U.S. Envoys Seek Shift Away From 13 Qatar DemandsBy
Officials will focus on six principles agreed to by both sides
The 13 demands include shutting down Al Jazeera television
Two U.S. envoys shuttling between Middle East capitals to resolve the Qatar crisis want to shift the focus away from the 13 conditions demanded by the Saudi-led alliance, according to a Gulf official with knowledge of the matter.
General Anthony Zinni, a retired former head of U.S. Central Command, and senior State Department official Timothy Lenderking will promote a solution based on a road map proposed by Secretary of State Rex Tillerson as well as six broad principles that include combating terrorism, the official said. He spoke on condition of anonymity to discuss confidential deliberations.
The alliance of Saudi Arabia, the United Arab Emirates, Bahrain and Egypt last month reinstated the conditions, which include shutting down Al Jazeera television, after initially dropping them to focus on the six principles. The move dealt a blow to mediation efforts led by Kuwait and the U.S.
Tillerson presented his road map when he visited the region last month. The proposals included laying the grounds for direct negotiations based on an accord that resolved a previous dispute between the Gulf nations.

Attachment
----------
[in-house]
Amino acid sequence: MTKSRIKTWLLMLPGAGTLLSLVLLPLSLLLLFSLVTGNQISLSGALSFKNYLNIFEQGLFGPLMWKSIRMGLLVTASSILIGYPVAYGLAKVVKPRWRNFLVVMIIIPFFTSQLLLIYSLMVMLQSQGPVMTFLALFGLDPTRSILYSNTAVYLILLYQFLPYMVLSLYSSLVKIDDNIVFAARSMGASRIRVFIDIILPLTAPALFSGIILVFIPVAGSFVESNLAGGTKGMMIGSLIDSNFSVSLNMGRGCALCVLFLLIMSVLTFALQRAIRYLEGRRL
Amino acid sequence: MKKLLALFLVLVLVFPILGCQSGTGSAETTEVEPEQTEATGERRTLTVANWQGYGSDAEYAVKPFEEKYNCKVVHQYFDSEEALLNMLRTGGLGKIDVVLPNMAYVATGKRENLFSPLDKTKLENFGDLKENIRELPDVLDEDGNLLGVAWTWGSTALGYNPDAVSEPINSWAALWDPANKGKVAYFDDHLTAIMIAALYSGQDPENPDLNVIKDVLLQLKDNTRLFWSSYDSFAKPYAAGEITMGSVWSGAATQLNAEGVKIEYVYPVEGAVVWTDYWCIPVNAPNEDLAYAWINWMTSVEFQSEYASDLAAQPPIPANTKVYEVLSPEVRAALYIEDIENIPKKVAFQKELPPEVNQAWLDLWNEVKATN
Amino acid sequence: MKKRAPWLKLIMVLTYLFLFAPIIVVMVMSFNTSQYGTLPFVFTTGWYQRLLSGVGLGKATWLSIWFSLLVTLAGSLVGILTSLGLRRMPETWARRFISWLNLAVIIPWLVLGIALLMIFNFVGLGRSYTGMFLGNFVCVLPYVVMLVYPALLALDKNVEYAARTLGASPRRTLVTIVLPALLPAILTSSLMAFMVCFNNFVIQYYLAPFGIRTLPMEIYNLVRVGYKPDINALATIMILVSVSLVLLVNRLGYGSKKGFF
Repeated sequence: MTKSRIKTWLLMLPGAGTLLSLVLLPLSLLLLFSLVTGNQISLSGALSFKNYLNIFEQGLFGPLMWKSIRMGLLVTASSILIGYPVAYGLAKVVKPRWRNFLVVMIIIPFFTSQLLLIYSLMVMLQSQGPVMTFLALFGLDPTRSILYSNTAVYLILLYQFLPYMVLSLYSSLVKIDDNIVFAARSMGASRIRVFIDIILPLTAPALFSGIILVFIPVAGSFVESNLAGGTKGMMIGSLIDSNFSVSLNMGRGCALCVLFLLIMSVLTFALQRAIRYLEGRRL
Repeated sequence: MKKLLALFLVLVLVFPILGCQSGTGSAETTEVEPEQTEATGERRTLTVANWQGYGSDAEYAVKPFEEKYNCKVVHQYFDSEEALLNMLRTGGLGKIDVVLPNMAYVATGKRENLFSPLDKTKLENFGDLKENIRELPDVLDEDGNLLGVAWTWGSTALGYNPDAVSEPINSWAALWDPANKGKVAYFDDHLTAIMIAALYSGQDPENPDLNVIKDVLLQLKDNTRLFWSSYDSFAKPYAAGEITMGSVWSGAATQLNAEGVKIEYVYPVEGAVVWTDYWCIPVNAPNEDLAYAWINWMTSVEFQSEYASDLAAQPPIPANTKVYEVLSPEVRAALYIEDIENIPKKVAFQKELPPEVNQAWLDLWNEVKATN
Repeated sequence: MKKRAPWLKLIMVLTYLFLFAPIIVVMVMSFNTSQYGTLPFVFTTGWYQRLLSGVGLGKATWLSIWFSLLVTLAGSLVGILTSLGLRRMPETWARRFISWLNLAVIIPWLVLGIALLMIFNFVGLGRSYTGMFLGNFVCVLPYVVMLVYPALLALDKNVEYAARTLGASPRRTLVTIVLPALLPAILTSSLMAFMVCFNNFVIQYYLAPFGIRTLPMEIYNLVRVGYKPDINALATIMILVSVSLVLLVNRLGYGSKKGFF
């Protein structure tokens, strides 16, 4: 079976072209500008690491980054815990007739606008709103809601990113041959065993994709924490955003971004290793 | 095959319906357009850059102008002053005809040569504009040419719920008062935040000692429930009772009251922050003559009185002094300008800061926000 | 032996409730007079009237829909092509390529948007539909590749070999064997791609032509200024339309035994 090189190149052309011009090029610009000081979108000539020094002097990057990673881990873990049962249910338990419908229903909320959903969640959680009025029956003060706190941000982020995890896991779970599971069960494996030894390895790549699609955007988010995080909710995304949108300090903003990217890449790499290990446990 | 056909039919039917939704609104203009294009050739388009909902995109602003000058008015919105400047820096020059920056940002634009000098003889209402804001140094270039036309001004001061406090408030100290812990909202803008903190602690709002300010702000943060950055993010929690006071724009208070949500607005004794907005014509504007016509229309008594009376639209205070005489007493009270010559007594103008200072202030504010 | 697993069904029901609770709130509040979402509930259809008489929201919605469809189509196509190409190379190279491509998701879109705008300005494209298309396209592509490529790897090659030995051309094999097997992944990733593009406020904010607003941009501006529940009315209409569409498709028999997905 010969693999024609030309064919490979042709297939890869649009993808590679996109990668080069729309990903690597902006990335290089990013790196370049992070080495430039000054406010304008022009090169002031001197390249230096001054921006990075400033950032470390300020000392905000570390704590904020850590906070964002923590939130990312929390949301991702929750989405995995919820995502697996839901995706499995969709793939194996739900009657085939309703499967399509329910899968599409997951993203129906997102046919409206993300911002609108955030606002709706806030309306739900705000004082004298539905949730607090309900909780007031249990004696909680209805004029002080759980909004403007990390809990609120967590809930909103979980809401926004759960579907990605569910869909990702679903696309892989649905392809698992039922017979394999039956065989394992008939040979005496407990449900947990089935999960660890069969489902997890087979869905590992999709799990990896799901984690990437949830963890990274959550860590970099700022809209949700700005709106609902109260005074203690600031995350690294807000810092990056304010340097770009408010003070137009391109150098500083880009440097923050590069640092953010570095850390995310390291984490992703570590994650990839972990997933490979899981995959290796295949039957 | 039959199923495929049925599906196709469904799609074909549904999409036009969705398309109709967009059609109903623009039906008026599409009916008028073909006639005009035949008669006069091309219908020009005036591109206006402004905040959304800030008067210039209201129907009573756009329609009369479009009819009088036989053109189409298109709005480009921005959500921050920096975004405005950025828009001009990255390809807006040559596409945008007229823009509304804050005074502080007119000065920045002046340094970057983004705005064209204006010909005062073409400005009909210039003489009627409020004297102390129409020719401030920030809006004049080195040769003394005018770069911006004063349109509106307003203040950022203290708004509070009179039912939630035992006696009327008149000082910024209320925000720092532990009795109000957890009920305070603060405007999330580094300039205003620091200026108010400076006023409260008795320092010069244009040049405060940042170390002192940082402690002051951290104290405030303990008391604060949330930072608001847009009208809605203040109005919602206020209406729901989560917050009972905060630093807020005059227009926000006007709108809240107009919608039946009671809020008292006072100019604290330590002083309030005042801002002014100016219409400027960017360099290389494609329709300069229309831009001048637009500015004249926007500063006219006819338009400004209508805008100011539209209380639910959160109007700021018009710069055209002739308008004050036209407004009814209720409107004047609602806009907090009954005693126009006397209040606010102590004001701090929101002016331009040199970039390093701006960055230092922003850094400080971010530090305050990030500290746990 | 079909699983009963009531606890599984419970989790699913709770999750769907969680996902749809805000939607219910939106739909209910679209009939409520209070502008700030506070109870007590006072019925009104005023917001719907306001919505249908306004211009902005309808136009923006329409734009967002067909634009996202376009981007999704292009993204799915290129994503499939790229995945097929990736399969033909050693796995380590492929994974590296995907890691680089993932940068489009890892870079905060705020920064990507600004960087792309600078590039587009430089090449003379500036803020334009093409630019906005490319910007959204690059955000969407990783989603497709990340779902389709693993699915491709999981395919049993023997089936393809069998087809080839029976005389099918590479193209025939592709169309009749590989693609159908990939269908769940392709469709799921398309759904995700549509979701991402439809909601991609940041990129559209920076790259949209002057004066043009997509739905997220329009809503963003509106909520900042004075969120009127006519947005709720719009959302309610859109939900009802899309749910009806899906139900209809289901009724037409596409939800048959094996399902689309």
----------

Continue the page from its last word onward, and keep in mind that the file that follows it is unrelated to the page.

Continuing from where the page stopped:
The two U.S. envoys met with Kuwaiti officials on Monday. They’re due to travel to Saudi Arabia, the United Arab Emirates, Bahrain and Egypt, before heading to Qatar, the official said.
Kuwait’s emir also dispatched his foreign minister and another member of cabinet to the boycotting nations and Qatar this week. The ministers are delivering to the various heads of state a letter from the emir addressing recent regional and international developments as well as issues of common interest, state-run Kuwait News Agency reported.
The crisis pits U.S. allies against each other in a power struggle over regional influence. Saudi Arabia has strong counter-terrorism ties with the U.S. and is a top customer for American weapons. Qatar hosts the regional headquarters for U.S. Central Command, which includes a state-of-the-art air base the Pentagon depends on to target Islamic State.
The four countries cut transport, economic and diplomatic ties with Qatar on June 5, accusing it of funding extremism -- a charge vehemently denied by Doha -- and being too close to chief Saudi regional rival Iran. There have been few signs of progress in bridging differences since then, with the bloc dismissing Qatari amendments to its anti-terrorism laws as not enough.